Classical and Computational Analysis / Analyse classique et
quantative (Peter Borwein, Organizer)
 FRANCOIS BERGERON, Université du Québec à Montréal, Montréal, Québec H3C 3P8
Diagonally harmonic polynomials

Harmonic polynomial for the symmetric group in two set of n variables
are introduced as common zeros of all homogeneous diagonally symmetric
differential operators. The linear span of these polynomials is of
dimension (n+1)^{n1}, and we can give an explicit description of its
character for the diagonal action of S_{n}. Its study sugests many
nice refinements and generalizations of classical harmonic
polynomials.
 JON BORWEIN, Simon Fraser University, Burnaby, British Columbia V5A 1S6
Multivariable sinc integrals and volumes of polyhedra

Using classical Fourier transform techniques, we establish inequalities
for integrals of the form

ó õ

¥
0


n Õ
k = 0


sin(a_{k}x) a_{k}x

dx. 

We then give quite striking closed form evaluations of such integrals
and finish by discussing various extensions and applications. We also
describe our related numeric and symbolic computational work.
The firat part of this work is available at
www.cecm.sfu.ca/preprints in:
David Borwein and Jonathan M. Borwein, Some remarkable
properties of sinc and related integrals. CECM 142(1999), preprint;
The Ramanujan J., in press.
while later work is joint with B. J. Mares as well.
 LEN BOS, Department of Mathematics, University of Calgary, Calgary
Alberta T2N 1N4
Fekete type points for radial basis interpolation

Suppose that f:[0,¥)® R and that x_{1},... x_{n}
are distinct points in R^{d}. A Radial Basis interpolant based
on f is a simple function of the form s(x) = å_{k} a_{k} f(xx_{k})
where the a_{k} are real and chosen so that s(x_{j}) = z_{j}, 1 £ j £ n, for given values of z_{j}. By Fekete type points we mean those
which maximize the determinant of the associated matrix
[f(x_{i}x_{j})] over some compact region. In this talk we will discuss
the univariate version of this problem and show that for a large class
of functions, f, the Fekete points are asymptotically uniformly
distributed.
 JACQUE CARETTE, Maple
The relationship between ``function'' and ``expression''

For at least 2 centuries now mathematicians have routinely written
down expressions such as sin(2*Pi*x) + arctan(y) and called them
functions. This intuitive definition of function was in fact so
pervasive that in older textbooks one can even find ``proofs'' that all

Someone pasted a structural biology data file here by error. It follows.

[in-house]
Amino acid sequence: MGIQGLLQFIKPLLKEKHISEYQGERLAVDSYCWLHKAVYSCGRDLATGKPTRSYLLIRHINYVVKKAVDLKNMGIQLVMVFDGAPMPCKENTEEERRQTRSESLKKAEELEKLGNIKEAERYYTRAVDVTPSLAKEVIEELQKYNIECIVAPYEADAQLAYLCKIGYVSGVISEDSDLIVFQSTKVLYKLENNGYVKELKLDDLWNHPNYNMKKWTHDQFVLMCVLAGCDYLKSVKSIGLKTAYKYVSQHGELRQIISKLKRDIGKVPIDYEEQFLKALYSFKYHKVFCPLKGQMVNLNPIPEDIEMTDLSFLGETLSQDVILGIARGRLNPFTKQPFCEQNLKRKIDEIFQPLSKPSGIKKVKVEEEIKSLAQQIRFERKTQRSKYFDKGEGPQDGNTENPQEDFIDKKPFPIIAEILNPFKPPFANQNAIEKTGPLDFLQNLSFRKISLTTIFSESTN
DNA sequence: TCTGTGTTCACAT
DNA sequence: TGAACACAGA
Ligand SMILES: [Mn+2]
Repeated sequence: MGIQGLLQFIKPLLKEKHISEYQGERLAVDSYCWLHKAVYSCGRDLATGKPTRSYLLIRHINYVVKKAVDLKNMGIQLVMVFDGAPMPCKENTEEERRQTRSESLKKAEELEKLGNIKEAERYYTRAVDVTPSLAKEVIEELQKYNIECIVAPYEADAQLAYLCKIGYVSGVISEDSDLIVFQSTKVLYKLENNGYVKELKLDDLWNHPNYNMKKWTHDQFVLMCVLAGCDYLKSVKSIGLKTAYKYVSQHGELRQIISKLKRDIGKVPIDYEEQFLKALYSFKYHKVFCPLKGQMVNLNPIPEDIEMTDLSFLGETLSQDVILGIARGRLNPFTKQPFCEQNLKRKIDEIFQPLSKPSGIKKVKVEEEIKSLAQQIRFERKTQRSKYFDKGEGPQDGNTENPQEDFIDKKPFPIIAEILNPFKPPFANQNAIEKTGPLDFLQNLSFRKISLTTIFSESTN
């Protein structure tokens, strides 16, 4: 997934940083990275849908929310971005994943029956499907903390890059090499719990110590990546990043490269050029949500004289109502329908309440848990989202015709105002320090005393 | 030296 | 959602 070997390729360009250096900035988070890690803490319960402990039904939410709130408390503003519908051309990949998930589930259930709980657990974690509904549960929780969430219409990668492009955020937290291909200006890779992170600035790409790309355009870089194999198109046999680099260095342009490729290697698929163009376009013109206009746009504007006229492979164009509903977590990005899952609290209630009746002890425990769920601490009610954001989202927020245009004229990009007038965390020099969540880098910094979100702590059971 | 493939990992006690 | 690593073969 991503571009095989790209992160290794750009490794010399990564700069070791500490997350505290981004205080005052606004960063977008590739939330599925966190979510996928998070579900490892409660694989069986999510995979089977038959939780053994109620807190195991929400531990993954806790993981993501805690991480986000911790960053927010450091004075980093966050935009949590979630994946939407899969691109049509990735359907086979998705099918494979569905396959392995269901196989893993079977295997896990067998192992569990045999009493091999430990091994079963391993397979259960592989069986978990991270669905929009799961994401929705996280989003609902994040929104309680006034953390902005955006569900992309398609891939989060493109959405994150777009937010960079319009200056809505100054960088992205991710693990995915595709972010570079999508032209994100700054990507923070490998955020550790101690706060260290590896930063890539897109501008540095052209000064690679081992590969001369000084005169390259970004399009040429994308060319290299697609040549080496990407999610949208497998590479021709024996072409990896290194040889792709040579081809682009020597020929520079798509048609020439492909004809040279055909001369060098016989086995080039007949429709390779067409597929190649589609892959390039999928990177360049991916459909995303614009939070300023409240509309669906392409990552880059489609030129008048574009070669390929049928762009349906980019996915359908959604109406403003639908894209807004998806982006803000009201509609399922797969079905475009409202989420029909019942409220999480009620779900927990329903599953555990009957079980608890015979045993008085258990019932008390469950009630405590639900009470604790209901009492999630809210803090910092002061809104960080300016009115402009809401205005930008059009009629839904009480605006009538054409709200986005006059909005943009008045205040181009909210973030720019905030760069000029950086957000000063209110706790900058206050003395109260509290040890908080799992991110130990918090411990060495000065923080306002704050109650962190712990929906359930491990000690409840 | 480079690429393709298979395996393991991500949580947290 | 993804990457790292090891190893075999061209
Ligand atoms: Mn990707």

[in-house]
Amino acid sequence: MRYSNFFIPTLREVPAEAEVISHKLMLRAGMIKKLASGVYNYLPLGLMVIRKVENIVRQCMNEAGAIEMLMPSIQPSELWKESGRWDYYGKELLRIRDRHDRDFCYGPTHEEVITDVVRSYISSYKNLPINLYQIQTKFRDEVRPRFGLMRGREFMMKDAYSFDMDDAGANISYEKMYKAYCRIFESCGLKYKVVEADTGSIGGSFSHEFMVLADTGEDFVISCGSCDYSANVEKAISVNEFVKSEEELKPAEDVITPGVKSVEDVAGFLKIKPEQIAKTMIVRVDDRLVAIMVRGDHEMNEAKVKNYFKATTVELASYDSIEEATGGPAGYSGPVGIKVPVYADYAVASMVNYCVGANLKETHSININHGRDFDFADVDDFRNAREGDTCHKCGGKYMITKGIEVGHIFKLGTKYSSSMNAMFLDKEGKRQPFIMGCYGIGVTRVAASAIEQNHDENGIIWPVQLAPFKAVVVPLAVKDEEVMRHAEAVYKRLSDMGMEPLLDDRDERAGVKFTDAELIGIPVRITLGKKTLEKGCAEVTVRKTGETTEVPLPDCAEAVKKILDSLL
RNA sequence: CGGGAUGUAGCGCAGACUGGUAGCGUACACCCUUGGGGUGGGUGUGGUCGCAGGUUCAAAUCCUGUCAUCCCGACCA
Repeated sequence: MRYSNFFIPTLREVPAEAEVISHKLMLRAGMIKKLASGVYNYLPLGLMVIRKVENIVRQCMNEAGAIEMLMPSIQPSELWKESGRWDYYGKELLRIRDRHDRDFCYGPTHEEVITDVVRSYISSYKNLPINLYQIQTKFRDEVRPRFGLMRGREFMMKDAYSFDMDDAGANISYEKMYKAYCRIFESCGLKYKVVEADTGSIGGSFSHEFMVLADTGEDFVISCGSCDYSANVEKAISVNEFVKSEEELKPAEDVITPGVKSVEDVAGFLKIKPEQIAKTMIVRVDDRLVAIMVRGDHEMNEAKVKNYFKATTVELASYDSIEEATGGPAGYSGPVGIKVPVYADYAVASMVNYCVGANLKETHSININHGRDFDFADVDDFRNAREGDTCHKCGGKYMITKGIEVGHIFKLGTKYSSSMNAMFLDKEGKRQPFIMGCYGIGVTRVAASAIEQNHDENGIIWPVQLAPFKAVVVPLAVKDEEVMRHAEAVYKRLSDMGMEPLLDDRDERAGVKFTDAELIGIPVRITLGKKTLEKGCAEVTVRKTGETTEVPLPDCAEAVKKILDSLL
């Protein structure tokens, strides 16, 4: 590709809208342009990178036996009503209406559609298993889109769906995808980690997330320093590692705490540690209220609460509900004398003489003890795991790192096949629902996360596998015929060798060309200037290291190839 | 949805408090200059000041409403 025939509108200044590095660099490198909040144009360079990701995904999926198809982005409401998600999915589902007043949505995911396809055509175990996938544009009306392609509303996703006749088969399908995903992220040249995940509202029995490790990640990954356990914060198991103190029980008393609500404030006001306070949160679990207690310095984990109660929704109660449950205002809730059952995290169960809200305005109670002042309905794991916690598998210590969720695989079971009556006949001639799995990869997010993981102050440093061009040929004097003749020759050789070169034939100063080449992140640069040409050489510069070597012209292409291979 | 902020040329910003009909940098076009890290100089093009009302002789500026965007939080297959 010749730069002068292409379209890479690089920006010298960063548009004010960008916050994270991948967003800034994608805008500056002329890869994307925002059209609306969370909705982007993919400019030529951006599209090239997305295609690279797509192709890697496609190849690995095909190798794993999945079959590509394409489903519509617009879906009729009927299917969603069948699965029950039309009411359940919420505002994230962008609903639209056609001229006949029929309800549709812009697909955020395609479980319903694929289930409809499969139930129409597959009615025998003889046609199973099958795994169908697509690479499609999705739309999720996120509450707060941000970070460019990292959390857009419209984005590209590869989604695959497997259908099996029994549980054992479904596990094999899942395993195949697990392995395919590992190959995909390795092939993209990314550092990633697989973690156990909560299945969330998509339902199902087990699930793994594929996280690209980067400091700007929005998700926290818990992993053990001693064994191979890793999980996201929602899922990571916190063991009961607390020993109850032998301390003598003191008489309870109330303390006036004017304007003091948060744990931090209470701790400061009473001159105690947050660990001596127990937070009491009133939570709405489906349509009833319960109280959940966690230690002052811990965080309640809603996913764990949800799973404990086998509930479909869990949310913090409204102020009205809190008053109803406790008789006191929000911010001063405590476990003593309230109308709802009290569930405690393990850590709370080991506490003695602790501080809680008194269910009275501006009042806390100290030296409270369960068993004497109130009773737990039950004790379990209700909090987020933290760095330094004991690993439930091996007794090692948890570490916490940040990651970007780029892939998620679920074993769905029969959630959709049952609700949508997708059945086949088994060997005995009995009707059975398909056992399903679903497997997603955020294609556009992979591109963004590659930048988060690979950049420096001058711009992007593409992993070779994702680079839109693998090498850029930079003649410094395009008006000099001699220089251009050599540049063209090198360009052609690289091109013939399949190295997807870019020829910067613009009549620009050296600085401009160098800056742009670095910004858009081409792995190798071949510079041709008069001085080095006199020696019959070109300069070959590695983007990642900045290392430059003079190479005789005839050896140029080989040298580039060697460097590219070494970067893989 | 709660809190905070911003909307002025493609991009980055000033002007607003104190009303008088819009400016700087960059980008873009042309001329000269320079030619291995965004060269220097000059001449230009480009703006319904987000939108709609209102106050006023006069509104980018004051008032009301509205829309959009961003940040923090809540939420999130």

functions are (essentially) continuous. Later, when the modern
definition of function was widely adopted, it was realized that in fact
most functions are actually totally discontinuous. With the modern
age, and more specifically, with the widespread use of Computer Algebra
systems, this issue is about to become current again: computationally
speaking, the only function class that is easily ``computable'' is the
one defined by expressions!
In this talk we will examine what it could mean to treat an expression
as a function and, more specifically, different ways to give a
semantic/functional interpretation to expressions with an eye towards
exceptional cases such as x/x, x*sin(1/x) and
diff(Ö[((x^{2}))],x). In particular, we will consider pointwise,
local and global interpretations, and show that all of them lead to
undesirable behaviour in certain circumstances.
 ROB CORLESS, Ontario Research Centre for Computer Algebra, Western Ontario
Derivatives

A computer program to take derivatives of expressions was the first
``computer algebra'' program ever written; indeed, that program
predates FORTRAN. Every computer algebra system written
since, for forty years, has included facilities to take derivatives.
What on earth is there new to say about derivatives and computer
algebra?
This talk looks at cases where humans are (at this time, still) better
than computer algebra systems; at fractional derivatives; and at nth
derivatives. Surprisingly, there are still some things we don't know
how to get a computer to do. This talk includes joint work with
M. Benghorbal.
 MARK GEISBRECT, University of Western Ontario
Fast algorithms for integer matrices

The ability to compute quickly with integer matrices is at the heart of